How to tailor your DMing to individual D&D classes

Posted by Annabelle Collins on

One of the keys to DMing a great Dungeons and Dragons game is tailoring the game to the party navigating it.

This is as true for a Dungeon Master journeying through established sourcebooks as it is for one writing a homebrew campaign!

A fantastic starting point is to weave the strengths and abilities of each character class into your storytelling and encounters.

In this guide I'll give an overview of the 12 core D&D classes, highlighting their unique capabilities and offering tips on showcasing their strengths within your campaign.


Understanding D&D Classes - A quick primer


“Classes” is the name D&D gives to the distinct character archetypes that define the adventurers. Wizard, fighter, bard etc.

Each class has its own unique flavor and set of abilities that shape a characters role within the party.

DnD wizard fighter bard

There are 12 core classes in Dungeons and Dragons. In fact, there are even more when you look at optional extra source books. We’ll keep it as simple as possible and stick to the core 12 though.

Just to note, there are subclasses that will further blend the lines, giving martial classes magical abilities and vice versa. We’ll delve those another time though!


I’ve split the classes up into martial, magic and mixed here.


Martial Classes


Barbarian Fierce warriors with a lot of physical power, fuelled with rage.  Bonuses to melee weapon attacks like Rage and Brutal Critical  Opportunities for epic combat and resilience.  Fighter  Skilled combatants with a range of weapon expertise.  Multiple fighting styles and Action Surge.  Good at adding depth to combat through tactical prowess and battlefield dominance.  Monk  Martial artists harnessing ki and spiritual balance.  Stunning strikes and agile movement.  Good at adding depth to combat through martial arts techniques.  Rogue  Stealthy experts in deception and precision.  Sneak Attack and cunning actions.  Opportunities for stealth missions and puzzles that can be solved with finesse


Magic Classes


Bard  Charismatic performers and Spellcasters.  Versatility in magic and support abilities, plus the ability to inspire allies.  Good at elevating creative roleplay and social interactions.  Druid  Nature-focused spellcasters and shape-shifters.  Tapping into elemental powers and transforming into animals  Good at environmental exploration and adapting to various challenges.  Sorcerer  Rare innate spellcasters with magical bloodlines.  Metamagic manipulation and spell versatility.  Opportunities to shape the narrative through their sorcerous origin and unique magic.  Wizard  Scholars of arcane knowledge and spellbooks.  Spell schools and ritual casting.  Good at enabling spellcasting creativity and intellectual challenges.  Warlock  Spellcasters bound by a pact to their otherworldly patrons.  Eldritch Invocations and Pact Magic.  Opportunities to shape the narrative by weaving their pact with a powerful being into major plot points.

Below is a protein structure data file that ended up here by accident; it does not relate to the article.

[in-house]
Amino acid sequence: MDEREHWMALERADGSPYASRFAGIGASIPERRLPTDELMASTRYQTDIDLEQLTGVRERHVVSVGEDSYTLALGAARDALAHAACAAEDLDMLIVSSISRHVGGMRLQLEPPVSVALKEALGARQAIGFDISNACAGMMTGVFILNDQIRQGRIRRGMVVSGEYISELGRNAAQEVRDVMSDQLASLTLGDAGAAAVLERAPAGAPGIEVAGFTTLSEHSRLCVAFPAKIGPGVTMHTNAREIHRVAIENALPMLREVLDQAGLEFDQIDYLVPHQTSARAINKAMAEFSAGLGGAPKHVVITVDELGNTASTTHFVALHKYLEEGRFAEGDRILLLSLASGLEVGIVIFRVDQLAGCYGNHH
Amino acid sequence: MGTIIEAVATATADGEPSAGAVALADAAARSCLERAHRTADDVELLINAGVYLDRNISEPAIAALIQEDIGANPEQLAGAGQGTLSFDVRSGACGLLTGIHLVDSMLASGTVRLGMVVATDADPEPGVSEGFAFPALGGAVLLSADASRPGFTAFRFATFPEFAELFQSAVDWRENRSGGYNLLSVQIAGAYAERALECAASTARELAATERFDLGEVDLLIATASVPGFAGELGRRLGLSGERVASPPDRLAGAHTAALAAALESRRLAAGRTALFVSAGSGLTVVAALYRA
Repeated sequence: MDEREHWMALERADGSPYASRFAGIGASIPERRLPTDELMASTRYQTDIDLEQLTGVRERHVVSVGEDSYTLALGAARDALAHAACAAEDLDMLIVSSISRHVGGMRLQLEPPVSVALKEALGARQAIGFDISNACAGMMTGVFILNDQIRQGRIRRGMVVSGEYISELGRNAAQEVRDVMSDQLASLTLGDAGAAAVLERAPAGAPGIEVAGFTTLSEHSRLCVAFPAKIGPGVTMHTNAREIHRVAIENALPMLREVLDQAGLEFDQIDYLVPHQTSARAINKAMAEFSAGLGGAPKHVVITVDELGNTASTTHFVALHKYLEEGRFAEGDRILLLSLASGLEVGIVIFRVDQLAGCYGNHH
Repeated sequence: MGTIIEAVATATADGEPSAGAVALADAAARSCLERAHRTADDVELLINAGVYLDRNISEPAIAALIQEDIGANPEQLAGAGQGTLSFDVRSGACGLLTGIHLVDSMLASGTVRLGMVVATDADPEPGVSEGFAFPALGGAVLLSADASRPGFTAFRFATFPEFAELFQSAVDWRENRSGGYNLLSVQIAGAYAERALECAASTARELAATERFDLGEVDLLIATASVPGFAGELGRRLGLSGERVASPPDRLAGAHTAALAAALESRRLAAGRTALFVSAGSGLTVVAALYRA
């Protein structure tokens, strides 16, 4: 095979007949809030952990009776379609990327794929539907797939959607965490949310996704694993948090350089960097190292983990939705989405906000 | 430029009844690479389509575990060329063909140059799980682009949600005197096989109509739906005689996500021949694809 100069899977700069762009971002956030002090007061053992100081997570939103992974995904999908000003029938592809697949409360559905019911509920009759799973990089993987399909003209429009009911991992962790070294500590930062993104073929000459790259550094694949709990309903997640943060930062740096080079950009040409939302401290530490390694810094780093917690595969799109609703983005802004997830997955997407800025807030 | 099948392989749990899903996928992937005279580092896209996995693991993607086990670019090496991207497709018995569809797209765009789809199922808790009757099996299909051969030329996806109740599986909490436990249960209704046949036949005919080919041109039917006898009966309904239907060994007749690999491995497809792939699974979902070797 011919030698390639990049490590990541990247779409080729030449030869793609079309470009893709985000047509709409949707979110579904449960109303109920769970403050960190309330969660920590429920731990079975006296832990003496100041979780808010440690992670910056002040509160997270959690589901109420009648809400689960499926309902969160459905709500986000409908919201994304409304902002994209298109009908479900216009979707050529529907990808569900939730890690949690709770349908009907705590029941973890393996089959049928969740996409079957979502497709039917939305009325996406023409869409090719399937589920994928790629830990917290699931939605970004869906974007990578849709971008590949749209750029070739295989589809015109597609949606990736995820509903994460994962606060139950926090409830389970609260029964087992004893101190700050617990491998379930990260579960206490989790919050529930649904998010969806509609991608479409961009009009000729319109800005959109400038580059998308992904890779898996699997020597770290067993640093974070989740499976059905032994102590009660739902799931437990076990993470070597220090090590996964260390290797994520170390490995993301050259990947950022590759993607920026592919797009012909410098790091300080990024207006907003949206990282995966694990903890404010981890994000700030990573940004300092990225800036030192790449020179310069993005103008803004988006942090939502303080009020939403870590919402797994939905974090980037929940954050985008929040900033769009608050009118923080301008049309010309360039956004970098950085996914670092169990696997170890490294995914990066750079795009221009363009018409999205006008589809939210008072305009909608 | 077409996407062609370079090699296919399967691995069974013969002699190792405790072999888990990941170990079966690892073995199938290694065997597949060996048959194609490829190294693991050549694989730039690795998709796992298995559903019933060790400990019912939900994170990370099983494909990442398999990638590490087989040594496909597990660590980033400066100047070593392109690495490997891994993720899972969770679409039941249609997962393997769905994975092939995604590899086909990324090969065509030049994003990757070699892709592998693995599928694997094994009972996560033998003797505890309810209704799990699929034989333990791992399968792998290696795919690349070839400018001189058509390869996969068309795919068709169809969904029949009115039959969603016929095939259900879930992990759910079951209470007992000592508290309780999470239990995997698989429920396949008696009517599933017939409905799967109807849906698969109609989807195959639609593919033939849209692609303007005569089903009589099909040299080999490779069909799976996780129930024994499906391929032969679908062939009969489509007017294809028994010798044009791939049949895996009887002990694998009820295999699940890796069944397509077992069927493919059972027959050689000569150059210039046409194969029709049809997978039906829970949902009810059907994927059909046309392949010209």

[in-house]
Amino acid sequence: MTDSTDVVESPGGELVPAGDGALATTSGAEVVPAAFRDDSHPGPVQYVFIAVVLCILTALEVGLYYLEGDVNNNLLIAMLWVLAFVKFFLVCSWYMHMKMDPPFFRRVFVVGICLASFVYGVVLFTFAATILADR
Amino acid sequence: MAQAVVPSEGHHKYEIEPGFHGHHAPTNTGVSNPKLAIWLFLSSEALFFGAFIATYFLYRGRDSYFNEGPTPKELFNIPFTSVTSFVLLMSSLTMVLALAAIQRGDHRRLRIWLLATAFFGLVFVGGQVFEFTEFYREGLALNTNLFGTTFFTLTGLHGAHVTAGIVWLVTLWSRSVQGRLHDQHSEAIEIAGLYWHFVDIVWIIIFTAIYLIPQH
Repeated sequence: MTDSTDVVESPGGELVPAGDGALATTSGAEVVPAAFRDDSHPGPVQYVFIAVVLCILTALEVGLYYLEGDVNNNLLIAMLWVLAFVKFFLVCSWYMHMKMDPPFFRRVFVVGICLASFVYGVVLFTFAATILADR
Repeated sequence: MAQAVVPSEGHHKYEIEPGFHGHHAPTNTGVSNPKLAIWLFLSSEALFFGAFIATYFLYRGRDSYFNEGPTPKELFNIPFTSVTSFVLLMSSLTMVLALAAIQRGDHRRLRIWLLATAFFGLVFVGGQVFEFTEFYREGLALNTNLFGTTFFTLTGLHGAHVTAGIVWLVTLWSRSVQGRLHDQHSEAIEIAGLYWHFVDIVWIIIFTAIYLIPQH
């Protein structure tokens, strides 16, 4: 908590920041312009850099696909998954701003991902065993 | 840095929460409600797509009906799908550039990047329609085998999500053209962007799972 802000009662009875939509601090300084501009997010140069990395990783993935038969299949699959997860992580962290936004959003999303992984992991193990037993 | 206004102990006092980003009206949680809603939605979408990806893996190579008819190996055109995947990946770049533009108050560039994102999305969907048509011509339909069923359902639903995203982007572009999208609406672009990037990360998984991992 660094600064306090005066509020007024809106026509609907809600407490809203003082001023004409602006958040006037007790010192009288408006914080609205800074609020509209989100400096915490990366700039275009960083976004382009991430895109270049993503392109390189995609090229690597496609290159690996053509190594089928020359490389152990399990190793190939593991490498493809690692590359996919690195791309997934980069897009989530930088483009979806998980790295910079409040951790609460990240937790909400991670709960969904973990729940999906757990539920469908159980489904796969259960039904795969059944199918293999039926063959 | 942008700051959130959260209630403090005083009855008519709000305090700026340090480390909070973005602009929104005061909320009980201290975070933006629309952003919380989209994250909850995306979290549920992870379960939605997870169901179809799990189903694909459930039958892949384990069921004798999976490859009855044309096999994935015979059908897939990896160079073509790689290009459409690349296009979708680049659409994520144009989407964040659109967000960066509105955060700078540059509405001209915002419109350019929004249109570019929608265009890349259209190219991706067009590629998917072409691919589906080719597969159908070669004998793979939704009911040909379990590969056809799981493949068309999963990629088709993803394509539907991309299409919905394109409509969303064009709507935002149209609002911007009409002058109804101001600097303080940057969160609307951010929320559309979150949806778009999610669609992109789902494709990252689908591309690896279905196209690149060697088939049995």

Mixed Classes


Cleric  Divine spellcasters devoted to a God.  Channel Divinity and healing magic.  Opportunities to shape the narrative through connections to deities.  Paladin  Holy warriors sworn to an unwavering oath.  Divine smiting and protective auras.  Opportunities to tank in battle and shape the narrative through a righteous quest.  Ranger  Skilled hunters and trackers.  Beast companions and favored enemy.  Good at navigating wilderness exploration and tracking challenges.


Understanding the broad strokes of what different class abilities are and where their strengths lie is a great way to begin thinking of ways to help them feel epic!



Making encounters tailored to class strengths


In order to make or tailor encounters to your party, it’s important to think about what each character's class excels at.


As a general rule…

Barbarians, Fighters and Monks tend to shine particularly well in combat, as you might expect.

The martial classes do tend to get overwhelmed by mobs though, but that’s where spell casters can come to the fore with their area of effect spells like fireball.

One fireball coming right up!

I tend to find that the caster classes excel at creative problem solving, especially for puzzles. Spells can be adapted for a much wider range of uses than “hitting it with my sword” can be!

Rangers and Druids thrive in natural environments during exploration. Rogues are particularly strong in stealth missions whilst Bards have a knack for social interactions and roleplay.



Weaving Class Features into Encounters


Spend a little bit of time looking over your players character sheets, making note of what their class features and abilities are.